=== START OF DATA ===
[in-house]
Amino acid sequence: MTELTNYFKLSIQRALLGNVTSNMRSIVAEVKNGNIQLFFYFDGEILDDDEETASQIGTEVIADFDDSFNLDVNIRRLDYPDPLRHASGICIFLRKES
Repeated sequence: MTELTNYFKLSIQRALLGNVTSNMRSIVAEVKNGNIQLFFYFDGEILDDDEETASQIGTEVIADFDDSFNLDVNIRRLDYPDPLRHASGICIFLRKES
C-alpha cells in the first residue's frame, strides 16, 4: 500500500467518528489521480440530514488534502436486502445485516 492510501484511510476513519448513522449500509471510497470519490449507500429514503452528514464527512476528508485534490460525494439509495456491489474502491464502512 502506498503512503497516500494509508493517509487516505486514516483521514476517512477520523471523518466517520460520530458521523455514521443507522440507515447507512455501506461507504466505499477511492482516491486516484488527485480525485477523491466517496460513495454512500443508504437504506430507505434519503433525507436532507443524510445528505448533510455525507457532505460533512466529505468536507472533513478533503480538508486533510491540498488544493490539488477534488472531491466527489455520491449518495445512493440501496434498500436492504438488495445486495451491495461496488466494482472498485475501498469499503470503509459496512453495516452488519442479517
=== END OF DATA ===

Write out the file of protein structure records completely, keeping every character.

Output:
[in-house]
Amino acid sequence: MTELTNYFKLSIQRALLGNVTSNMRSIVAEVKNGNIQLFFYFDGEILDDDEETASQIGTEVIADFDDSFNLDVNIRRLDYPDPLRHASGICIFLRKES
Repeated sequence: MTELTNYFKLSIQRALLGNVTSNMRSIVAEVKNGNIQLFFYFDGEILDDDEETASQIGTEVIADFDDSFNLDVNIRRLDYPDPLRHASGICIFLRKES
C-alpha cells in the first residue's frame, strides 16, 4: 500500500467518528489521480440530514488534502436486502445485516 492510501484511510476513519448513522449500509471510497470519490449507500429514503452528514464527512476528508485534490460525494439509495456491489474502491464502512 502506498503512503497516500494509508493517509487516505486514516483521514476517512477520523471523518466517520460520530458521523455514521443507522440507515447507512455501506461507504466505499477511492482516491486516484488527485480525485477523491466517496460513495454512500443508504437504506430507505434519503433525507436532507443524510445528505448533510455525507457532505460533512466529505468536507472533513478533503480538508486533510491540498488544493490539488477534488472531491466527489455520491449518495445512493440501496434498500436492504438488495445486495451491495461496488466494482472498485475501498469499503470503509459496512453495516452488519442479517